Even even better, if by the end of next week you are the one sending out the MOST number of e-greetings, then Mamee will send some EraFM DJs and Cruisers over to your place, take some Akademi Fantasia peeps along with them to host, and then help you create the biggest Hari Raya Open House you’ll ever witness in your own front yard for up to 100 of your priveleged guests. Nice!

Meanwhile, this is my way to spread goodwill and peace for this coming Hari Raya.


First, I take a picture of me.

Then, I take a picture of PAS Youth leader Nasruddin.

Next I take a picture of Michael Learns To Rock.

And will.i.am of The Black Eyed Peas.

Choose my type of greeting to send.

Then leave a bit of message, just for the sake of it.

Mix them all together in a bowl, put in microwave and set cook to HIGH.

20 seconds later, you have created your own Hari Raya e-greeting!

And that my friend, is how we should all achieve world peace.

Happy Raya Aidilfitri!

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It Cancels Out

Arrived at KL airport earlier today for another weekend of work.

I bought a KLIA Express train ticket to the city. Normally it’s a straightforward affair. I hand the cash over to the dude at the counter, he gives me my train ticket.

But this time round, he also gave me an extra piece of paper that said something along the lines of “Thank you! By choosing us, you have saved the environment!”

Wow, that’s nice.

But by printing that extra piece of paper, you have killed a tree!

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A Merdeka Down Under

As wrong as this sound, I just had the best Merdeka Day celebration in Melbourne.


It all started when a friend of mine Ash, who is doing very well as a club DJ in Melbourne, e-mailed me and asked if I would like to emcee the Merdeka Day party he’s organizing over there.

At first, I was confused why he would want to fly me all the way to Australia just to do literally 5 minutes of talking and 10 seconds of counting down. But since he’s gonna pick up the bill and I hadn’t got plans for the long weekend, I thought why not.

I grew up on the other side of the country in Perth, Western Australia, but Melbourne always hold a special place in my heart. During my days as a student activist, many times I travelled alone to Melbourne to attend union meetings and such.

It was then that I learnt how to study maps, source cheap hotels and travel on an arse-tight student budget. I familiarized myself with Melbourne inside out. Those travel-planning skills I developed come in handy later in life when I finally earned enough to fly around and see the world on my own.

Coincidentally, quite a number of people I know were in Melbourne over the same weekend.

Ming, Tim and Audrey were all down to meet up with their team from Nuffnang Australia, and I also caught up with Pierre over hot chocolate at the newly-launched Lindt Cafe.

Heck, I even managed to re-live my student days by sneaking into Melbourne University and attending a Finance lecture for fun.

I was so nostalgic that I took a photo of the lecturer. But I don’t think he was too impressed.

Of course, the real reason I flew to Melbourne was because of the Merdeka party organized by Malaysians for Malaysians over there.

I was bloody hell nervous because:
1) I have never emceed an event before IN MY ENTIRE LIFE.
2) Would the crowd even respond to me?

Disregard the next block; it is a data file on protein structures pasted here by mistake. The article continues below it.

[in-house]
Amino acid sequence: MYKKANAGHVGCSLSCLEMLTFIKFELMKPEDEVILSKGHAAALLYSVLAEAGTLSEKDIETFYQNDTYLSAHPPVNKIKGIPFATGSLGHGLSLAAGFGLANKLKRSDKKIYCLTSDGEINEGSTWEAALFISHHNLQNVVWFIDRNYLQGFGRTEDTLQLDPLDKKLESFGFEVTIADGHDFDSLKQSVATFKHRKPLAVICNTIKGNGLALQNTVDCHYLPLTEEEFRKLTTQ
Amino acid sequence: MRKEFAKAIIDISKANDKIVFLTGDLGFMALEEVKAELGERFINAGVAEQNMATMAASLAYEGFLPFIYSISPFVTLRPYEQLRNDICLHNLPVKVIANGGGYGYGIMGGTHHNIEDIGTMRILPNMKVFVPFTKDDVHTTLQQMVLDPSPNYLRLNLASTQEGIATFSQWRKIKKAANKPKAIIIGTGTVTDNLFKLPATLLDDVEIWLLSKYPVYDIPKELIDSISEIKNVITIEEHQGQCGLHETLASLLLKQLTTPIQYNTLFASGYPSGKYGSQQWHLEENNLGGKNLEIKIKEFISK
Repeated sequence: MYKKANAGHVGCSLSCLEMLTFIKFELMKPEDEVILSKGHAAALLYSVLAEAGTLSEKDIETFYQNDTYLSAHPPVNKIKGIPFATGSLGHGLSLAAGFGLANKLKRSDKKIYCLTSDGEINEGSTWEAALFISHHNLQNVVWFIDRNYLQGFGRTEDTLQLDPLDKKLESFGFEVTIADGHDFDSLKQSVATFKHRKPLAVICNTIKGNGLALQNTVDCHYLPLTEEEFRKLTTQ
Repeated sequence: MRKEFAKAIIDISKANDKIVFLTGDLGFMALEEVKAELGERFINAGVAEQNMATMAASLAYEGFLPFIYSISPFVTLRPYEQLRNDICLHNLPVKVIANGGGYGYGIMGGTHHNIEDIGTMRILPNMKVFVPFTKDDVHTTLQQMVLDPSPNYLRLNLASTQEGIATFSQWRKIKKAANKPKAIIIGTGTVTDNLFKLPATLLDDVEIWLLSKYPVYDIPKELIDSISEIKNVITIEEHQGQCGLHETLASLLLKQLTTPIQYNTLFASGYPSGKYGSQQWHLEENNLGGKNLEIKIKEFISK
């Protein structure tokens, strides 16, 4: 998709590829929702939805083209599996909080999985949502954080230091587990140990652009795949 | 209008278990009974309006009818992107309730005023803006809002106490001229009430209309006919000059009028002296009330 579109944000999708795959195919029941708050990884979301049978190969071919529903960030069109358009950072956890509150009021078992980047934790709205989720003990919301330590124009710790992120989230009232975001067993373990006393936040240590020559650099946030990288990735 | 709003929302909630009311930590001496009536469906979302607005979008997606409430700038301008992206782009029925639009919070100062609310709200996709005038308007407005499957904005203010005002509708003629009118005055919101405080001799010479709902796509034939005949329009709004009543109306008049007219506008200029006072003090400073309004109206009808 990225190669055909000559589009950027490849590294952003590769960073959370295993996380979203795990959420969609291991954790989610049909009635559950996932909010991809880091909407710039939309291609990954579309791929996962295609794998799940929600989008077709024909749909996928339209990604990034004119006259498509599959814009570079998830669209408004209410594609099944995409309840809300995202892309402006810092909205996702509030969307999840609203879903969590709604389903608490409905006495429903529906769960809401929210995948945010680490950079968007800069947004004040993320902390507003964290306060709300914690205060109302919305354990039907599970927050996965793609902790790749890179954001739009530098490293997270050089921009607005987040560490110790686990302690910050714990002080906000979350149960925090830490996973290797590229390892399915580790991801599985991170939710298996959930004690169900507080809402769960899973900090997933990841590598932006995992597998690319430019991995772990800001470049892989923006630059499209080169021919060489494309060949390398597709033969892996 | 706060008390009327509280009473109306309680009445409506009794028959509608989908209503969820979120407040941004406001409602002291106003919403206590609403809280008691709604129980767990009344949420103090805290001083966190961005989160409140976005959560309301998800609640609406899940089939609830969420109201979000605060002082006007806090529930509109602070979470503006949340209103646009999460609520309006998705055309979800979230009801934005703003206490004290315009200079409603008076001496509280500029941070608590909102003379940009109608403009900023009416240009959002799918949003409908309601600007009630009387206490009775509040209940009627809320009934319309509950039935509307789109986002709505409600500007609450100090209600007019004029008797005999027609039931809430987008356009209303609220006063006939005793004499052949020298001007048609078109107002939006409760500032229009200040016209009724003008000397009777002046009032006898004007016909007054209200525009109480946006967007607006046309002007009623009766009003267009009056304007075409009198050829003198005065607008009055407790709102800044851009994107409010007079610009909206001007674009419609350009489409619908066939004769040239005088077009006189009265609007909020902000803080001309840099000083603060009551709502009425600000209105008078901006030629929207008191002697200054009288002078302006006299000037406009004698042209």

3) WTF. I don’t even have the looks appropriate enough to advertise for a club event.

Seriously! The way they promoted my appearance, it’s as if my name was Paris Hilton.

I cringed when I saw my face on the poster alongside LapSap – two trendsetting DJs from Zouk KL and Kim Ong – a forever poised and talented speaker in her own right.

Talking rubbish on my blog is easy. On the mic I am absolutely hopeless. What should I say to hype up the crowd? There’s nothing else I could think of apart from the usual “Are you ready? I can’t hear you! I SAID. ARE. YOU. READY!?”

And that is just so lame and World Wrestling Entertainment.

Crowd started pouring in as soon as the doors opened. By 11pm, the two whole floors of CQ Bar were already filled to the brim by 1,500 crazy revelling Malaysians.


The crowd who attended that night was impressive. The evening in Melbourne beats any clubbing night in KL a hundred times over. Everyone was well-dressed, everyone was within the same age group and the gender proportion was so well-balanced.

No case of batangs more than lubangs over here.

Another thing I was pleasantly surprised was the amount of kennysia.com readers who attended the event. Had absolutely no idea I have THAT many readers in Melbourne!

Thank you to everybody that night who took the effort to take photos with me, stop and talk to me or buy me drinks. I was very, very humbled.

The highlight of the night was no doubt, the countdown to 31st August.

Kim: All the sexy ladies in the house make some noise!
Crowd: WOOOO!!!
Kenny: All the Malaysians in the house say “Yeah!”
Crowd: YEAHHHH!!!

It was electric.

The adrenaline rush I got when all 1,500 people cheered at the same time was just incredible. Together, we counted down to zero, chanted “Merdeka” three times a la Tunku Abdul Rahman 1957, then sang Negaraku so loud that my voice turned hoarse.

That 5 minutes on stage was quite simply, one of the best moments I had in blogging. There is no other way to describe it.

DJs LapSap and Kim felt exactly the same way. Those Malaysians in Melbourne were some of the most insane ones they had ever performed in front of. Many of those who attended thought it was even better than any Merdeka events held in Malaysia. Haha!

One thing for sure.




Not many people got home sober that night.